When you introduce a new book, you:

*Create enthusiasm for the book
*Invite discussion about new or difficult words
*Encourage children to discuss new ideas and concepts


(Choose a book your child hasn’t read before)

*Look at the book, learn its characters, setting, and plot before you read it

*With your child, read the title, author, and illustrator

*Discuss the cover, end pages, and ask your child, “What do you think the book is about?”

*Go through each page quickly looking at the pictures  (Do not read yet)

*Have your child predict what will happen

*Read the story to your child or have them read it to you  

(Depends on level)

*Revise or confirm your child’s predictions

When you give your child prompts as you readyou:

*Help them read without frustration
*Help them work out words themselves
*Help them notice and correct their own mistakes
*Reinforce good reading strategies.

How to PROMPT:

*Sit close to your child

*Introduce book, discuss title, author, cover, and illustrator

*Praise child as they read or notice things on the page

*Take time to ask and answer questions, explore the pictures, and wonder what will happen next

*When child stops reading or makes a mistake, wait 5 seconds

*When your child doesn’t start reading again or makes the same mistake, use the following prompts:

*Ask a question to help them work it out:

"Does it make sense? What would sound right? What would look right?"

* Suggest they go back to the beginning of the word and track sounds from left to right.

*Tell him or her the word

How to EXTEND:

*Try some hands-on learning or make-believe fun. 

*Help your child make connections to her personal experience to support her growing knowledge.


The widespread belief that reading is essentially a process of saying the words rather than actively constructing meaning from texts is a growing and common problem for more and more students. For example, one of my students looked surprised when I asked him to describe the topic discussed in a section of text he had just read. “I don’t know what it was about,” he answered, with no sense of irony. “I was busy reading. I wasn’t paying attention.”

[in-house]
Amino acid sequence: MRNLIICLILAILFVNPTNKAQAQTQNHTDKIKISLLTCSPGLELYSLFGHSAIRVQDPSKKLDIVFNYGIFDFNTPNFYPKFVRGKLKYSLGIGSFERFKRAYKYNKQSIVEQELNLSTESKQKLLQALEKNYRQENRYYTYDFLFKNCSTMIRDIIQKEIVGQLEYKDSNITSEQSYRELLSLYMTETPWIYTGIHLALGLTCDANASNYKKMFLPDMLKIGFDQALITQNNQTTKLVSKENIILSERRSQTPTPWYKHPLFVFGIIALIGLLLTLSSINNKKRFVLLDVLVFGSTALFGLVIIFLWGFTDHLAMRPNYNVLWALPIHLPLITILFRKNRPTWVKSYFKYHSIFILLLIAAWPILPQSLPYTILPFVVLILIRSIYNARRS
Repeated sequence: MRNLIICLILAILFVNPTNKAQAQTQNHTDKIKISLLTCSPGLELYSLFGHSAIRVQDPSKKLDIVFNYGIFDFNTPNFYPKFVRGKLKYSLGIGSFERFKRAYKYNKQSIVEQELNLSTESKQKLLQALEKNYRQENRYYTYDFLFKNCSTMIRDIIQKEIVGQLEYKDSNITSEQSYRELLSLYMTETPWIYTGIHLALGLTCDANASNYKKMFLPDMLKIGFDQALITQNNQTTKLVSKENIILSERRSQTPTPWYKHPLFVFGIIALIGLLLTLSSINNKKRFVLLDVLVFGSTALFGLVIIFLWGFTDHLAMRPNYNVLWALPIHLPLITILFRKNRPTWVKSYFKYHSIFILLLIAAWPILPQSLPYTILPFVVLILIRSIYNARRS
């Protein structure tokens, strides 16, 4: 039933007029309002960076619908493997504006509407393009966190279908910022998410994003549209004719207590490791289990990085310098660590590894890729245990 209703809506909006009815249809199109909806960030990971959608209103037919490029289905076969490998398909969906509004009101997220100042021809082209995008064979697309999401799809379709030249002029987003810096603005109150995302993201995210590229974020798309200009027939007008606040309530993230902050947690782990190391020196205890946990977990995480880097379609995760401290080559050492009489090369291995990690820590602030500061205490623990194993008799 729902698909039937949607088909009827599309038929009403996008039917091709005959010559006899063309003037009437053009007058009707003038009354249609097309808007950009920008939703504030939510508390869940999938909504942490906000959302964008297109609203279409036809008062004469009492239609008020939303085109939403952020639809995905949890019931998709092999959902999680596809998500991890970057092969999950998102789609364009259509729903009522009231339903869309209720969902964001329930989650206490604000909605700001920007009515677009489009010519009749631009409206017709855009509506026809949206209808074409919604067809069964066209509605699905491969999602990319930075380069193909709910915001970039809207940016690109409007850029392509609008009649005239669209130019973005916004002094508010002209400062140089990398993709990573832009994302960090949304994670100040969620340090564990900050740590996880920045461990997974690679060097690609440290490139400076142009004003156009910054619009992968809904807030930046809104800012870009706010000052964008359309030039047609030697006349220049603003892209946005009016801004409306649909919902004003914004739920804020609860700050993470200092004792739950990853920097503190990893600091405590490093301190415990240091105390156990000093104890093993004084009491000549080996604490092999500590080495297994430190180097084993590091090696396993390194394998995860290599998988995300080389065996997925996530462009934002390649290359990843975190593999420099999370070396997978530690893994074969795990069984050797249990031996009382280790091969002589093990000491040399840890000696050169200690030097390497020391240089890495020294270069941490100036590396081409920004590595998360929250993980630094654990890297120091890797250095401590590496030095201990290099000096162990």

(Schoenbach et al. 1999, p. 6)

In my opinion, the overall purpose of reading is to connect the ideas on the page to what you already know, and students need to begin to view reading as an active search for meaning within their control.

 There are many ways to teach and reinforce comprehension.  One easy way is to stop and ask questions along the way.  Below are some good questions and pointers. 
Happy Reading!

Below are some questions you could ask to gather information:

·   Tell me what has really stuck in your mind so far.
·   Explain why that part seems important.
·   Where does the story take place? What kind of place is it?
·   Tell me what you know about the character so far.
·   At this point in the story (or an important part the reader mentioned), what do you imagine the character might be feeling and why?
·   Tell me about any themes or issues that you are noticing.
·   Are there any lessons so far that you think the character is learning or could learn?
·   How would you describe this genre and what do you know about it?

(The reader does not have to answer all of these questions – this is a sample of questions that will lead you to an understanding of how your child is comprehending the text.  The first four questions are literal and inferential, the last four indicate that your child is able to be quite insightful in the text.)

Tips for reading nonfiction books with kids:

1.  Wonder out loud. As you are reading, or afterward, talk about facts you find interesting or questions you have.

2.  Show your child how to use the table of contents, section headings, index, and word list (glossary) to find the answer to a specific question.

3.  Don’t be afraid to jump around, reading pages that especially interest your child.  You don’t have to read a nonfiction book straight through.

Tips for reading fiction books with kids:

1.  Take your time and talk about the story with your child.

2.   Ask your child questions.

3.   Explore the pictures with your child.

4.   Read with expression.  Change your voice or how fast you read to create excitement.  Ham it up!

5.   You don’t need to read every word. Keeping your child interested is the goal.